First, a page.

Jaeggi, Rahel. Alienation

By Neuhouser, Frederick | The Review of Metaphysics, March 2015 | Go to article overview

Jaeggi, Rahel. Alienation


Neuhouser, Frederick, The Review of Metaphysics


JAEGGI, Rahel. Alienation. Translated by Frederick Neuhouser and Alan E. Smith. New York: Columbia University Press, 2014. xxv + 274 pp.--This book is a translation of Rahel Jaeggi's Entfremdung, which generated much excitement in Germany among philosophers and the public media when first published in 2005. Alienation has two strengths rarely found in a single book: it provides an enlightening analysis of an important but recently neglected philosophical concept (alienation), and it illuminates fundamental ideas of one of the most difficult figures in the history of philosophy, G. W. F. Hegel (even though Hegel is rarely mentioned by name). According to Jaeggi, renewed attention to the concept of alienation is necessary because prevailing ethical theories provide little help in understanding a variety of contemporary phenomena best understood as forms of self-estrangement: meaninglessness, indifference, an inability to identify with one's own desires and actions. Moreover, previous accounts of alienation have generally depended on essentialist pictures of human nature that are no longer compelling. Jaeggi's project is to reconstruct the concept of alienation such that it is freed from its essentialist underpinnings and to show how such a reconstruction brings into view ethically significant phenomena that go undetected by more familiar theories.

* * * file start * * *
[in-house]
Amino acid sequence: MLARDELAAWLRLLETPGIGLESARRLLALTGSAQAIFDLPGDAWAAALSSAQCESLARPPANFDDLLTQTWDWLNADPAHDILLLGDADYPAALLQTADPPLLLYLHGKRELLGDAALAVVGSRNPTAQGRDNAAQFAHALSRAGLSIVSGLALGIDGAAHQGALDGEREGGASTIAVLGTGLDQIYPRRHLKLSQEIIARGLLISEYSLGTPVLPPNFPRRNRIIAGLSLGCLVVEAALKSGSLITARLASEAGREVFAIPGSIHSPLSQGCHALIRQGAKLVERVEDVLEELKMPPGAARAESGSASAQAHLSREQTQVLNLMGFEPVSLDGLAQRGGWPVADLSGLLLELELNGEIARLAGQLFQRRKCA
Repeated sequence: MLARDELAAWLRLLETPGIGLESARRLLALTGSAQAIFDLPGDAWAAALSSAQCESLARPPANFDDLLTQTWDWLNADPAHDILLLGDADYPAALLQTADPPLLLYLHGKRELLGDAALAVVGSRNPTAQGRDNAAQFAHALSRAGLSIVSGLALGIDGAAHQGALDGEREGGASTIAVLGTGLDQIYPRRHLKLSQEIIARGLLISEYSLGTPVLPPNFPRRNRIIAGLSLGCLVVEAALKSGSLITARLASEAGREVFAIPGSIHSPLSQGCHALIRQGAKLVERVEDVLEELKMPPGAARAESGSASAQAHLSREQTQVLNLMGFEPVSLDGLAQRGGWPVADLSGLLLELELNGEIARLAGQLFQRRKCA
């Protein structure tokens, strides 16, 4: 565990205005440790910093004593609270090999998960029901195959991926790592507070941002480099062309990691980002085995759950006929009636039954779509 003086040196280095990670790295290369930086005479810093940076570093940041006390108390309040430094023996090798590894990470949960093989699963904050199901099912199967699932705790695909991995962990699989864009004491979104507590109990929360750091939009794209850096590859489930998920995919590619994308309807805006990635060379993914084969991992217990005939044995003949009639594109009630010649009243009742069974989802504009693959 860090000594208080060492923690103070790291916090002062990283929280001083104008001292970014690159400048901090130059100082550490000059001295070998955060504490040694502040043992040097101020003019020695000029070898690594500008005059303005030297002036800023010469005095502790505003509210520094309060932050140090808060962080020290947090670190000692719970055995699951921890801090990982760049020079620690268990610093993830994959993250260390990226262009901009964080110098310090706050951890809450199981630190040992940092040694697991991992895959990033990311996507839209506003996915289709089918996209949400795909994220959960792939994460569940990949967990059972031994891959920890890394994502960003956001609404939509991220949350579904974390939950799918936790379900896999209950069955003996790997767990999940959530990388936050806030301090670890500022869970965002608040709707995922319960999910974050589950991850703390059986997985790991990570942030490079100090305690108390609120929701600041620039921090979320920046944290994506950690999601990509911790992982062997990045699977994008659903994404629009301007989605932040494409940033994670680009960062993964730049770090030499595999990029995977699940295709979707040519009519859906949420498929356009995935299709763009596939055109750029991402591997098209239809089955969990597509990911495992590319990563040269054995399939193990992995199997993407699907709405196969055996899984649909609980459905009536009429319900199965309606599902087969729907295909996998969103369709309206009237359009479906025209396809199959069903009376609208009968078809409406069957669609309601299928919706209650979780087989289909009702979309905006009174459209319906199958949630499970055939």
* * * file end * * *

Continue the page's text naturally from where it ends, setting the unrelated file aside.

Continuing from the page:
Part one sketches a history of theories of alienation that includes illuminating discussions of Rousseau, Hegel, Marx, Kierkegaard, and Heidegger. The result of this survey is an initial formulation of what for Jaeggi constitutes alienation's core: "a relation of relationlessness," marked not by the absence of a relation to self and world, but by a deficient relation--a lack of proper connection--to both. More precisely, alienation is said to consist in a distorted relation to self and world resulting from a failure to appropriate oneself or the world, to make oneself or the world "one's own." Consequences of such failure include a sense of meaninglessness or estrangement, loss of power in relation to self and world, and subjugation to the products of one's own activity. The ways in which these effects amount to constraints on one's will point toward the ethical significance of alienation, which for Jaeggi resides in its connection to freedom: "only a world that I can identify with (by appropriating it) is a world in which I can act in a self-determined manner." It is the centrality of appropriation to Jaeggi's conception of alienation that accounts for its essentially Hegelian character. For both philosophers, human subjectivity is an activity or process in which a subject confronts what initially presents itself as "other" and then endeavors to "make it its own," to strip its object of its foreign character. …

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